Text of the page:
For some years now, various worker unions around the world have protested against Christmas songs being played on loop in shops. Why? Well, at their nicest, unions have (pretty fairly you would imagine) described constantly looped Christmas music as ‘annoying’ and potentially ‘frustrating’ to their workers. However, the most forthright unions have gone so far as to say it ‘risks the mental health’ of workers.

So, what’s the truth?  Well, as always, it depends on the circumstances.

The Santa Clause: Employment Law issues in Lapland

Penguin Santa You know who’s having a low media presence this year? Santa Claus! I mean, just look at the Christmas adverts this year! Without naming names, the ‘biggest’ Christmas adverts this year involve a monster, a carrot and a toy factory. The only ‘big’ advert that sees the big, red man is one in which Paddington bear mistakes a burglar for Santa!

So, why the low media presence? Where is Santa?

On that front, I may be able to help. You see, Mr Claus is currently having some Employment Law and HR issues with his workforce and has been busy obtaining legal advice on what to do next. It’s a stressful time of year, particularly with less and less people believing in him (there seems to be a rumour going around that he isn’t real) and certain big rival companies in the logistics business setting up in competition (the main one named after a geographical location considerably far away from Lapland).

Put simply, Christmas needs saving and Santa can’t operate without solving his current employment law issues. With this in mind, let’s go on a Christmas journey and help Santa save Christmas!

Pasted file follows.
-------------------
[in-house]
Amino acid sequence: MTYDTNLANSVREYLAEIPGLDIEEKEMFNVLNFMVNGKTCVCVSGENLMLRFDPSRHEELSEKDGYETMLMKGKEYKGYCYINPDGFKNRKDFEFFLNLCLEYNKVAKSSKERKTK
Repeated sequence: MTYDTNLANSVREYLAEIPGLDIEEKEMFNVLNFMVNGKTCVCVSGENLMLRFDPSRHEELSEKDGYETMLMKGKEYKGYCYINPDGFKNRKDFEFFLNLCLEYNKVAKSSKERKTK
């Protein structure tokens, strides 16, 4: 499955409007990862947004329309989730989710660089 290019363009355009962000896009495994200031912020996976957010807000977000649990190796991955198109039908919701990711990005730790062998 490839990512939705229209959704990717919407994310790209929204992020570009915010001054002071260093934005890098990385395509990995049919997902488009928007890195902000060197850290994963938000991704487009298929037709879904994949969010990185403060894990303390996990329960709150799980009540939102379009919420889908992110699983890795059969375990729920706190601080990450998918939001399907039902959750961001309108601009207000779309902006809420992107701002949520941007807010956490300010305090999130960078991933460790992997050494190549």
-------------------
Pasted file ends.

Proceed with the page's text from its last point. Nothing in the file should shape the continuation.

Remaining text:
The end of “fit to work” notes and referrals

Back in March 2010 I reported about the proposed introduction of fit notes, noting that the Government expected savings to the economy of £240 million over 10 years, by aiding the recovery to work of sick workers. Well, it didn’t turn out that way. By July 2010 there were teething problems. Bogus fit notes were widely available on the internet and offered for £9.99 with an introductory “buy one get one free” offer. A further and entirely predictable problem was that employers receiving the fit notes were unable to decipher GPs’ illegible handwriting and therefore overlooked key elements of the process such as, for example, arranging a structured return to work.

In 2015 the Engineering Employers Federation (EEF) reported that the scheme wasn’t working. By September 2014 only 5000 GPs from a pool of 40,854 had received training and 43% of employers said that the fit note had not helped employees to return to work. The EEF’s head of health and safety noted that the quality of advice being given by GPs to help people back to work was deteriorating and that, in order to work, the scheme needed greater resources.

Late in November 2017 it was quietly announced that the scheme is to be scrapped.

Anti-abuse charity employee awarded £90,000 for “calculated and premeditated” harassment

Roshni is the Urdu word for “light”. In June 2002 millionaire Ali Khan founded the charity of that name which is based in Glasgow. Its stated objectives are: “The advancement of education; the advancement of citizenship or community development; the relief of those in need by reason of age, ill health, disability, financial hardship or…